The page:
Sharing Your Community Association Financial Results

As a community association board member or manager, you are ultimately responsible for managing the finances of a business – your community. The association members are all stakeholders in that business, so sharing financial information with them is essential to building and maintaining trust and credibility. While you’ll probably still get complaints (sorry), financial transparency and proactive communication should at least minimize member concerns and quiet the rumor mill.

Here are five tips to help you effectively share association financial information with your community, as well as some ideas for how to improve member communication in general.

1. Make financial information easily accessible.
This is one of the most important keys to transparency, so here are a few thoughts. Create a dedicated section of your community website to share monthly financial reports. Keep it in the member area (password protected), as there’s no reason to share this with the general public. Include a monthly summary in the newsletter or on the website. Provide contact information for the person or committee responsible for answering financial questions, and then publish answers to the most common questions.

2. Keep it simple.
While CPAs like us love nothing more than to curl up with a good income statement or balance sheet, most people don’t understand them. That means your summary needs to be communicated in a way that all members can understand. Summarize essential information, like revenue, expenses, and trends. If you make the summaries easy to understand, you’ll minimize the chance of confusion and complaints.

3. Explain how dues are being calculated and spent.
Have you heard this question recently? “This other community is the same size as ours, but why are their dues lower?” It’s natural for community members to question dues, especially in these inflationary times. Through your monthly summaries listed above or using the ideas below, review major expenses (and major increases) such as insurance, landscaping, structural maintenance, amenities, etc. Answer questions about dues and expenses before they are asked, and you’ll increase trust in the community’s financial management.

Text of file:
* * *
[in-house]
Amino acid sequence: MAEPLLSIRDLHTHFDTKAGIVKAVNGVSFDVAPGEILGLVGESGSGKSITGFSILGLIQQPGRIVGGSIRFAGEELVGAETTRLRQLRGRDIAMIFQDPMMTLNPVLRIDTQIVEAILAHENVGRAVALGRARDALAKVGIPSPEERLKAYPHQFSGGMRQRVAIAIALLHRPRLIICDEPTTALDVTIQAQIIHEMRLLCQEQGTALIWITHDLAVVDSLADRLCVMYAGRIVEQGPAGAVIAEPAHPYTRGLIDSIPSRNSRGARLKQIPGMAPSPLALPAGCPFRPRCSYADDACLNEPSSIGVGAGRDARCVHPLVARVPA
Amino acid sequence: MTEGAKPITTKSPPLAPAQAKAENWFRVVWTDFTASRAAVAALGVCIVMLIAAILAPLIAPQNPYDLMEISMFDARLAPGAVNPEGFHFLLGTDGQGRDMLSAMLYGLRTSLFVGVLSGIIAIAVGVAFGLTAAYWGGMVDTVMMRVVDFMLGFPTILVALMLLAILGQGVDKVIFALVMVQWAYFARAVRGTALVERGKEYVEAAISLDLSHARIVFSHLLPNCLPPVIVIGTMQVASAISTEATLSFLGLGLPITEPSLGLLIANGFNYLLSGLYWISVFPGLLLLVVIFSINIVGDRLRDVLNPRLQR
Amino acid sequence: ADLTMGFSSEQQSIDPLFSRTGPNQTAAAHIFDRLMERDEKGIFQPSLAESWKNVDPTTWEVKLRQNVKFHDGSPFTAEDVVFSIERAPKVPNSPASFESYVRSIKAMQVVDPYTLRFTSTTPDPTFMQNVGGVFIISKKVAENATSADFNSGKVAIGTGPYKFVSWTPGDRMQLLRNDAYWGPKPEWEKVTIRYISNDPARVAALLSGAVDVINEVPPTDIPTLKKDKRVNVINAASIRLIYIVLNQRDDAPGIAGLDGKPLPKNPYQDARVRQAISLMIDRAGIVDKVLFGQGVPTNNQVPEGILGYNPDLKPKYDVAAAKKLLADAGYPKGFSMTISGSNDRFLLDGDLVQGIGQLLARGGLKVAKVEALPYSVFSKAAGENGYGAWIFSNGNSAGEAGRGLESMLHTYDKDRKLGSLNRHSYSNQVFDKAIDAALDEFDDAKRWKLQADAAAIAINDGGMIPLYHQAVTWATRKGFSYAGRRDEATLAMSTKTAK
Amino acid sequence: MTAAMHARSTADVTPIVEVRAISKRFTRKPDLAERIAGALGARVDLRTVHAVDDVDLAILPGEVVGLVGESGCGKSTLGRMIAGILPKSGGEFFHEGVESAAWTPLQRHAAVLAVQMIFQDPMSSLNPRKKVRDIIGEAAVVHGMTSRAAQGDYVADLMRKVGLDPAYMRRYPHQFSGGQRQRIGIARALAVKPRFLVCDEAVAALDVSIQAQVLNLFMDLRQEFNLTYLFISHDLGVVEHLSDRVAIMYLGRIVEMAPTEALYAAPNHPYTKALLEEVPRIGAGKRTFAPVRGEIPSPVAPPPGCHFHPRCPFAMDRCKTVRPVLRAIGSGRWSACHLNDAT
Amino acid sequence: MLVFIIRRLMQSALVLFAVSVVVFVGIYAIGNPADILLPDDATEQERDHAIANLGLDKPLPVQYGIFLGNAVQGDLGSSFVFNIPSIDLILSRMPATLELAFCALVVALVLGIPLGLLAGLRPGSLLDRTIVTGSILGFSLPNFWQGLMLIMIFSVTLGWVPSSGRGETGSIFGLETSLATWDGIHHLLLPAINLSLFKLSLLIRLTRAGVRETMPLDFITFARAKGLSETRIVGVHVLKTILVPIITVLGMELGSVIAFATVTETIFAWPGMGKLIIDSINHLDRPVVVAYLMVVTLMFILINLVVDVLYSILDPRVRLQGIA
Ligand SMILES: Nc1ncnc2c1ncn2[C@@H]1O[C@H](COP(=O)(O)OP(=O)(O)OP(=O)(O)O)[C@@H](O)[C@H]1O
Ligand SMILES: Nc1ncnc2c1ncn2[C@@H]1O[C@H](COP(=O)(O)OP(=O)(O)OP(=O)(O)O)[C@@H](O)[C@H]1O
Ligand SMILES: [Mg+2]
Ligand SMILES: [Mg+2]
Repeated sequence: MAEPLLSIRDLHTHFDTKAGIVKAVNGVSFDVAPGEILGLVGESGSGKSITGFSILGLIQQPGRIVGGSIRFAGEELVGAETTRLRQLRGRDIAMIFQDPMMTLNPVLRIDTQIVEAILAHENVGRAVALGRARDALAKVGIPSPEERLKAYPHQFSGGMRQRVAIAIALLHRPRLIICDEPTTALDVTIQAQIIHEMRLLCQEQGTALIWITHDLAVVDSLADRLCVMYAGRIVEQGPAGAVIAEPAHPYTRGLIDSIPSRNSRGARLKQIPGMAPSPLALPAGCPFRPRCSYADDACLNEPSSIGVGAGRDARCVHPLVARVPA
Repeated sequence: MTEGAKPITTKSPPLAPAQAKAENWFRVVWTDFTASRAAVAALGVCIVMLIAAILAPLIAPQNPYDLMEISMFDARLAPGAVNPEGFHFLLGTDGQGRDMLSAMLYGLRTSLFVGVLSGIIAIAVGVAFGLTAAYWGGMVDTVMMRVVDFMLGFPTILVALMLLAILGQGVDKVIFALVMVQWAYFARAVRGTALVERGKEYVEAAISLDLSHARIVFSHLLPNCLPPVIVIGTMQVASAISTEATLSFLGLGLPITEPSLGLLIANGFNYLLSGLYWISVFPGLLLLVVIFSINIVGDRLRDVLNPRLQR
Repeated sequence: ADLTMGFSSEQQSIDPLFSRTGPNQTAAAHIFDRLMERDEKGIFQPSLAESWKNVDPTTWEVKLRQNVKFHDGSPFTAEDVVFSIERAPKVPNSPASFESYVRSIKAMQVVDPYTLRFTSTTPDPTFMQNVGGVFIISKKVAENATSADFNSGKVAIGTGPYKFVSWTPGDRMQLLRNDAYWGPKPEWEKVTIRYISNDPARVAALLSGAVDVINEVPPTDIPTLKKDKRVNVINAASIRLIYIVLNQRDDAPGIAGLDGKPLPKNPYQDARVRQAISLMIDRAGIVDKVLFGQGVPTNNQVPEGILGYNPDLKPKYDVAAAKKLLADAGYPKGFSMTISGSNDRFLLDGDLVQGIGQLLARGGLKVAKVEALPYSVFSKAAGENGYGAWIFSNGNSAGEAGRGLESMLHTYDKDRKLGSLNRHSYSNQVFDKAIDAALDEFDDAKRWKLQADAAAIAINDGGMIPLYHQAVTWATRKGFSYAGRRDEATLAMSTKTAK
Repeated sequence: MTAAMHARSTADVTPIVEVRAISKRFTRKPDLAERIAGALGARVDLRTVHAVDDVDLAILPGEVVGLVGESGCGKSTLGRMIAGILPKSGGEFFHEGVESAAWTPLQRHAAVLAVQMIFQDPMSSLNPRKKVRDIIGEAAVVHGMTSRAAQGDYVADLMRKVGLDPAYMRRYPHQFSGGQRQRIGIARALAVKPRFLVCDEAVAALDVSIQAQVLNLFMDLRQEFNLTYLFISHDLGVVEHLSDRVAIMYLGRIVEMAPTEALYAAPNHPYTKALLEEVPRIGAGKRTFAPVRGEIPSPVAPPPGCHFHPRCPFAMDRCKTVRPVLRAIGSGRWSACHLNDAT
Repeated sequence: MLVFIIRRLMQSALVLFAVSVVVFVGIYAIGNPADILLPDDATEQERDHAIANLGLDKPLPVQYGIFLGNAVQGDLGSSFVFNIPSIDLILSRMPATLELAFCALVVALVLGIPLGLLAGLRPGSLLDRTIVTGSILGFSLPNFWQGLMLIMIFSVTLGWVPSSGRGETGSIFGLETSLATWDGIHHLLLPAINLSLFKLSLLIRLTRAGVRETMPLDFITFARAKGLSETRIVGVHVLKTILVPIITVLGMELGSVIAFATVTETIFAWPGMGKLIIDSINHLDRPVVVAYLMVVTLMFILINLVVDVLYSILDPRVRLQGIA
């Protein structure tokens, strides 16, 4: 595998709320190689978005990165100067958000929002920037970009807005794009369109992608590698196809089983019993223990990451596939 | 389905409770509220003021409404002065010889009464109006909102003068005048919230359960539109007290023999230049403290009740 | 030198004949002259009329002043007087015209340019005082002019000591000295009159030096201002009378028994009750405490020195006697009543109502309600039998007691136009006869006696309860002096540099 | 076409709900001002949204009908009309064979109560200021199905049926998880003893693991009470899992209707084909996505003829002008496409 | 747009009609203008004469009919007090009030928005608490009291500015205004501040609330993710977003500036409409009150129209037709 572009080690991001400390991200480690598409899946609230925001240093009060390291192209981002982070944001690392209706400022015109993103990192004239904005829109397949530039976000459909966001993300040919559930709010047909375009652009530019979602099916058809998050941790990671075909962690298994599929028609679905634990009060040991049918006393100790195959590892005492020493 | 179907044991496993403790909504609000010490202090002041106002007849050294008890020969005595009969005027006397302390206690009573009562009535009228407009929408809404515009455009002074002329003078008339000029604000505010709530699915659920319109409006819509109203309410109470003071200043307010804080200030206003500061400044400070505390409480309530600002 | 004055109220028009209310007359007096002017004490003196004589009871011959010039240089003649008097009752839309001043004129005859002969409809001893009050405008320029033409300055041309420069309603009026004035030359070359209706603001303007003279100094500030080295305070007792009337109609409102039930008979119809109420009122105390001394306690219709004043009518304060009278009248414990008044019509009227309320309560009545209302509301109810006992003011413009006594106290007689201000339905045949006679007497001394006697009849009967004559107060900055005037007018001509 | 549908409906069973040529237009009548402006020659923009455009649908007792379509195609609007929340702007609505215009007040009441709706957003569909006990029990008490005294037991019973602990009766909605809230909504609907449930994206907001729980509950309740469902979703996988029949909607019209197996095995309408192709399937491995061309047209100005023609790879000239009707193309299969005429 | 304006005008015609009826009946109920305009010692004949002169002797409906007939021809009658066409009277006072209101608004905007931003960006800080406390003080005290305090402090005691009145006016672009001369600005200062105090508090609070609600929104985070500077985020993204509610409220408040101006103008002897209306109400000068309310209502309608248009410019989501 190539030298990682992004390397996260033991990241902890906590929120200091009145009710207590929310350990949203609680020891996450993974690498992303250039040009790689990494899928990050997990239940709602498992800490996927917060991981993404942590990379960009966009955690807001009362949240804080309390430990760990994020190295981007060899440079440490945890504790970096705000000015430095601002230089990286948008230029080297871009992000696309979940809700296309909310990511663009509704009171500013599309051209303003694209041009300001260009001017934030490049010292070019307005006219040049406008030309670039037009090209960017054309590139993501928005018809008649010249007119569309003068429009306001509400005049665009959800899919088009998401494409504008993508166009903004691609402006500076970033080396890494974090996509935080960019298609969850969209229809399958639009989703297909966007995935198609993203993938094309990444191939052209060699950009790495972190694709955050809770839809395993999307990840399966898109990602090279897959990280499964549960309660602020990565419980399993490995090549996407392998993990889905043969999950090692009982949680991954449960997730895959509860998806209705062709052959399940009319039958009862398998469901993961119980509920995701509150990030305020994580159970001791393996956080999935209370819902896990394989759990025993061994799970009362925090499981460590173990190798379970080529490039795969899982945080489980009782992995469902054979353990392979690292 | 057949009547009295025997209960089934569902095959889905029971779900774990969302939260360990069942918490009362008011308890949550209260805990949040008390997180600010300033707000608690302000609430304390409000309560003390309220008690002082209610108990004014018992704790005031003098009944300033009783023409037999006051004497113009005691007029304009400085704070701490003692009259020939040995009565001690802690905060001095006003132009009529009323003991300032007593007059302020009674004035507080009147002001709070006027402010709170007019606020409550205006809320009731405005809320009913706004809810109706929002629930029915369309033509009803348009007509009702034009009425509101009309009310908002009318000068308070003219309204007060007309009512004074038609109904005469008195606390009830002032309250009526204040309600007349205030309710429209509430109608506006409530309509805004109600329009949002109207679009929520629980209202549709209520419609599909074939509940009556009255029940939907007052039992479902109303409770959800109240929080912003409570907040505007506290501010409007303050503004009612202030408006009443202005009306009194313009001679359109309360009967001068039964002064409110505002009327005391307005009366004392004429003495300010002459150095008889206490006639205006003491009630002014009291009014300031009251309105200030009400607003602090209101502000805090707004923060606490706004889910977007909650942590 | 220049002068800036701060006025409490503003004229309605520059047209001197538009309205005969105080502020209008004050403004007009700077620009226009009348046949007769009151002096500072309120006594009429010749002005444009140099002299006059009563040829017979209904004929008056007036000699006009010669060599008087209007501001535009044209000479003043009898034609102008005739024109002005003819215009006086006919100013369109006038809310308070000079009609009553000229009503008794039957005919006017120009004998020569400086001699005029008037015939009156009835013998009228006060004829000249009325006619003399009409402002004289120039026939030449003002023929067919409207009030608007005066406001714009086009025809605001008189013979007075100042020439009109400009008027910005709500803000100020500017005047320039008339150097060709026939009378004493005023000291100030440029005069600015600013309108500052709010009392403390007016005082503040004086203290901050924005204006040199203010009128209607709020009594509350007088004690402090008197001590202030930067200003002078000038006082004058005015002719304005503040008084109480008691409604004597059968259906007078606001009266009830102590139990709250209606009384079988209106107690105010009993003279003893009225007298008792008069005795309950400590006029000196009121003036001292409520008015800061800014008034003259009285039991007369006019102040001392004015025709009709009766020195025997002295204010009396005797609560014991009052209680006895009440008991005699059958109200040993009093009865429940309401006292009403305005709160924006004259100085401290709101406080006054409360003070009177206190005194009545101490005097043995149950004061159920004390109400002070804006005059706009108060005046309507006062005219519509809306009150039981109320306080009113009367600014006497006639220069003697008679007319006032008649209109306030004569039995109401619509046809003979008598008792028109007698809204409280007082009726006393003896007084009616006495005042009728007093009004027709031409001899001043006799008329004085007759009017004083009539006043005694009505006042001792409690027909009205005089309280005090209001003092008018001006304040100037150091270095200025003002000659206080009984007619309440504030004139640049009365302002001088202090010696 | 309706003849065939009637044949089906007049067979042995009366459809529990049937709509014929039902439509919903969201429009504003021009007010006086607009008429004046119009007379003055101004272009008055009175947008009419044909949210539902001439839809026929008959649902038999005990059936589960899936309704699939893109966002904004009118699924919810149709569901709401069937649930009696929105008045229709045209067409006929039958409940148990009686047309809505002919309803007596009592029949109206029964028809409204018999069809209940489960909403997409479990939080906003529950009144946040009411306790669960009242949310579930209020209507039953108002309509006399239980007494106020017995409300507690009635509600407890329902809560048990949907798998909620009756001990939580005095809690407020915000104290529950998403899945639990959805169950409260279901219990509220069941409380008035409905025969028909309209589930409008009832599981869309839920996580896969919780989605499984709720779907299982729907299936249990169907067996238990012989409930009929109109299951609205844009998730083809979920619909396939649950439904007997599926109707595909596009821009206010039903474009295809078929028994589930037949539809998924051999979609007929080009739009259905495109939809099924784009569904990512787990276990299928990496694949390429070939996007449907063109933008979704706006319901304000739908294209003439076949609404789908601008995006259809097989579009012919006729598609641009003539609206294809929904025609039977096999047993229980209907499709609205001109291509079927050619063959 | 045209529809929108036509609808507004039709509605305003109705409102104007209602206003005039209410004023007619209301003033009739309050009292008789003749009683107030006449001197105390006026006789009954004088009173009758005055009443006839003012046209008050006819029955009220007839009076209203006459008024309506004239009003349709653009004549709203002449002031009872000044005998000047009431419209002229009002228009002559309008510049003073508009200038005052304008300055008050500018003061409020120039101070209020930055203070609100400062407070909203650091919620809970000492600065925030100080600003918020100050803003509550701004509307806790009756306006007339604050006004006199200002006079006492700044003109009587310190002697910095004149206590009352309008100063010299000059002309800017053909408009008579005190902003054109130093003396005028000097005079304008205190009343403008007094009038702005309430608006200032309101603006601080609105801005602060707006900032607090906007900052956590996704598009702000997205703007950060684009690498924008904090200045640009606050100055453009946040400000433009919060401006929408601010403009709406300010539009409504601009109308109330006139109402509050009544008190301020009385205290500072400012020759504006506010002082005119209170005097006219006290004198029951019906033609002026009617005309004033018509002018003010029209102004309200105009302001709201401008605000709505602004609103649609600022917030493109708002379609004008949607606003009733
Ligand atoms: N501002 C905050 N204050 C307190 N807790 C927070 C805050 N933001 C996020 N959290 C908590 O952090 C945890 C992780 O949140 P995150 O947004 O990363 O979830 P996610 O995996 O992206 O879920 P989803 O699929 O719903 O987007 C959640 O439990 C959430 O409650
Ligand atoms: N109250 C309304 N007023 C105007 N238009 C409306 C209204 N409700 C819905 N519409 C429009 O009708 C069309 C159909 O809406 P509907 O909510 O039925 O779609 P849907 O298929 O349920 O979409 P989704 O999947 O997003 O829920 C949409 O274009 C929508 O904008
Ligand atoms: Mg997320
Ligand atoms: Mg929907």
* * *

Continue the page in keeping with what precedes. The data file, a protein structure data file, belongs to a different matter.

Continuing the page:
4. Communicate the status of major projects and plans.
Where do we stand with tennis court resurfacing? When will they start the building roof replacement? Provide regular updates on major projects in progress, including the timeline for completion. Hint – it’s ok if timelines change, as long as you communicate the changes. If new projects are in the works, let members know what they are and how they will be funded, like from the reserve account vs. operating budget. This also helps members feel involved in the community’s financial planning and overall well-being.

5. Show how you’re protecting the community against theft and fraud.
One of the concerns most commonly voiced by association members is a lack of understanding about what their associations are doing to minimize financial risk. Most communities have solid financial controls, so you should feel comfortable communicating the procedures you have in place. Of course, regular audits or similar financial engagements will help confirm sound financial health while identifying potential areas of risk

Improving Community Communications
Here are some other ideas to consider as you look for ways to increase transparency and build trust between the community membership and leadership:
Hold regular town hall meetings. Give members a chance to ask questions and share their concerns. Invite outside experts, like your CPA, attorney, or insurance agent, to educate and update the community. These meetings are also a great opportunity to get feedback for future project planning.

Communicate early and often. If you don’t have a newsletter, start one or send regular email updates that include the financial summary along with committee reports, new neighbor updates, lawn of the month, and other community news.

Set reasonable expectations. If you’re not sending out regular updates, don’t jump to a daily email. Think about what can be maintained for the next year or more.

Create a committee. When you find that your membership has concerns about an aspect of community management, form a committee. This could be finance, clubhouse remodeling, or even flower gardens. Members will serve if it’s a big enough deal to them, or it’s just not a big enough deal!

Putting the Unity Back in Your Community
Transparency and trust are essential components of successful community association management. Share information in a format that everyone can understand, promote participation, and encourage feedback. Your effort will be rewarded over time with improved member satisfaction and fewer complaints.